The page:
National Science Foundation and AMD have funded a research over at North Carolina State University where engineers have successfully obtained an average of 21.4 percent more performance through improving the design of an fused processor.
The research was specifically done to improve the performance and efficiency of AMD’s Next Generation Accelerated Processing Units which have a CPU and GPU Core fused on a same die. The research could also prove beneficial to know what kind of performance gain is expected and how much can be improved on a similar architecture such as Intel’s own processors which have a CPU Core and GPU Core on a same chip.
Associate professor, Dr. Huihang Zhou stated that:
“Chip manufacturers are now creating processors that have a ‘fused architecture,’ meaning that they include CPUs and GPUs on a single chip. This approach decreases manufacturing costs and makes computers more energy efficient. However, the CPU cores and GPU cores still work almost exclusively on separate functions. They rarely collaborate to execute any given program, so they aren’t as efficient as they could be. That’s the issue we’re trying to resolve.”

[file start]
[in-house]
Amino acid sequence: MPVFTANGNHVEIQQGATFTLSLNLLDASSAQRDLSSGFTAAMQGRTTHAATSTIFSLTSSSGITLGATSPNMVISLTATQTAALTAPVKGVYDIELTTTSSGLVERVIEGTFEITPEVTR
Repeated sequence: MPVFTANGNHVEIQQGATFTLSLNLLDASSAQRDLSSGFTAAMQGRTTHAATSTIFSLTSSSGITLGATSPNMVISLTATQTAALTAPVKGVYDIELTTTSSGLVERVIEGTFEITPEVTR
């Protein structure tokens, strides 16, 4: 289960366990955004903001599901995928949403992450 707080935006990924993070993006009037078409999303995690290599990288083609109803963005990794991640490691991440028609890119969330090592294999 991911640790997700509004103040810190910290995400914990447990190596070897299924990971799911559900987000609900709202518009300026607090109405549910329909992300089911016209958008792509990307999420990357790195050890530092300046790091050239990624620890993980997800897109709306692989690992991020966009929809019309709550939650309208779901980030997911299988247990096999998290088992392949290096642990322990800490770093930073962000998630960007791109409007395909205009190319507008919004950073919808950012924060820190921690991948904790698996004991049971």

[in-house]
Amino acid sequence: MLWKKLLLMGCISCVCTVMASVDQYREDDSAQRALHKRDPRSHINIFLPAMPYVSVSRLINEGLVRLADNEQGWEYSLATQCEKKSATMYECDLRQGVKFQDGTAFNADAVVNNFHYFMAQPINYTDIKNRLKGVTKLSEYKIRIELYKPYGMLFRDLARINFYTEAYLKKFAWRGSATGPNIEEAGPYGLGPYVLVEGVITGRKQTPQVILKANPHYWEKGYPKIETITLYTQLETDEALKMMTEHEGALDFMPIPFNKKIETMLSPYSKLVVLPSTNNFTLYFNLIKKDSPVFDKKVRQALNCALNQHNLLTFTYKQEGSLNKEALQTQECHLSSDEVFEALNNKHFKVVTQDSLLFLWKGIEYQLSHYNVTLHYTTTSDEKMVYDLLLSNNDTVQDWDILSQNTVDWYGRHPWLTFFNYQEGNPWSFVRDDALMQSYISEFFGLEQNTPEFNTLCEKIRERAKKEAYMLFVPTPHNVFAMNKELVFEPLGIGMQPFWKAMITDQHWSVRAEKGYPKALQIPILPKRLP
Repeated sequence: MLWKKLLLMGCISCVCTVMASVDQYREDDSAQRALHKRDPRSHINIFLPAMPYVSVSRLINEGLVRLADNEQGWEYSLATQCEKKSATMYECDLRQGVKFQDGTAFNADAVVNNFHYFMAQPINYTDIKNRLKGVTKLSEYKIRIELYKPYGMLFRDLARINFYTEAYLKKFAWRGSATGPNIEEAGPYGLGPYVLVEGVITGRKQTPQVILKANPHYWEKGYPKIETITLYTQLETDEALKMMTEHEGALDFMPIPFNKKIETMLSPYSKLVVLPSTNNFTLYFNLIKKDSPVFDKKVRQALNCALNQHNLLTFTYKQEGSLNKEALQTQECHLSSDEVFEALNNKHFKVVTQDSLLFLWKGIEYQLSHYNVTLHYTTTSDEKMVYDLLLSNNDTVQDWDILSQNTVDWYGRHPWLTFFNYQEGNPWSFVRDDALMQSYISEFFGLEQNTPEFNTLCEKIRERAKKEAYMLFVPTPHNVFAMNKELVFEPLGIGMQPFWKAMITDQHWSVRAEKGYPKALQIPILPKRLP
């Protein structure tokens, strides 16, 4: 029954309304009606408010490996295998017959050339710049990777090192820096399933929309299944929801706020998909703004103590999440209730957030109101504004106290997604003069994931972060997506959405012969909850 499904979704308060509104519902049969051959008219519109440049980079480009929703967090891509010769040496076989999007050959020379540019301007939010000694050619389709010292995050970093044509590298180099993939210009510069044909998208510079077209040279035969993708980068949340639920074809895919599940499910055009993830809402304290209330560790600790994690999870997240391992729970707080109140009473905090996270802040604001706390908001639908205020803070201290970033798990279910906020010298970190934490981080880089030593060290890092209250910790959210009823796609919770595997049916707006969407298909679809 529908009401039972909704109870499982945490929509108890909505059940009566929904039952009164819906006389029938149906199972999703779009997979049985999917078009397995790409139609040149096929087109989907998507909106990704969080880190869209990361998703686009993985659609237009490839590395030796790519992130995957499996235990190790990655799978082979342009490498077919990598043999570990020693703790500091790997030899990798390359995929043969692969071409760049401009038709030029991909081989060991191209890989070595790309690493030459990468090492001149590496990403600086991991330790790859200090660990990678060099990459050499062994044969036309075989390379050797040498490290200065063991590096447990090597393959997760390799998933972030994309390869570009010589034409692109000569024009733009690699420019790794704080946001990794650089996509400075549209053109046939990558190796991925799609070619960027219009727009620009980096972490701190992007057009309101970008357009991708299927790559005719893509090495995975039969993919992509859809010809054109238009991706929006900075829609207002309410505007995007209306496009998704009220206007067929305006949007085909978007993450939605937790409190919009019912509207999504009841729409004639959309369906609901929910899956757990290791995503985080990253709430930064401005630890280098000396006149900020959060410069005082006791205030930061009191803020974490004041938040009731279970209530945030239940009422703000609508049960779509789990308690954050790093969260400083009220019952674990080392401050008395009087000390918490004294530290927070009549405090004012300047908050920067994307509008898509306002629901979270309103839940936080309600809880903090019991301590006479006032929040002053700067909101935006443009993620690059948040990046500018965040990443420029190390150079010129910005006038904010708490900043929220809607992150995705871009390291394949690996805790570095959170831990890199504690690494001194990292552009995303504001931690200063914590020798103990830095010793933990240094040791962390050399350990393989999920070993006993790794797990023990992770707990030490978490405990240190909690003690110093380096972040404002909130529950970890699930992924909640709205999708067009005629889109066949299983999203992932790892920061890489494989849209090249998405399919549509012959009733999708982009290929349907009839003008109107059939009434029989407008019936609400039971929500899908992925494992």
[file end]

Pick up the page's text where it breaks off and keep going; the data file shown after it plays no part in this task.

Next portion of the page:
Basically, AMD and SCSU have tried to harness the power from the GPU cores on the chip which means the company is aiming towards a GPGPU oriented architecture where the Graphics Processing Unit can perform computations in several applications which are traditionally handled by the CPU. The GPU being used for General Purpose Computing is something many people are expecting from Major Corporations such as Intel and AMD to implement in their future generation processors.
“Our approach is to allow the GPU cores to execute computational functions, and have CPU cores pre-fetch the data the GPUs will need from off-chip main memory.This is more efficient because it allows CPUs and GPUs to do what they are good at. GPUs are good at performing computations. CPUs are good at making decisions and flexible data retrieval,” Zhou says.
While an average increase of 21.3% is expected from this research, In some cases the gain could be a staggering 113% percent. AMD would most likely implement the GPGPU based computing design in its Full version of the Fusion APU which arrives in 2014 Here’s a link to the abstract of what work will be presented at the International Symposium on High Performance Computer Architecture in New Orleans on February 27th.
source: North Carolina State University and BSN*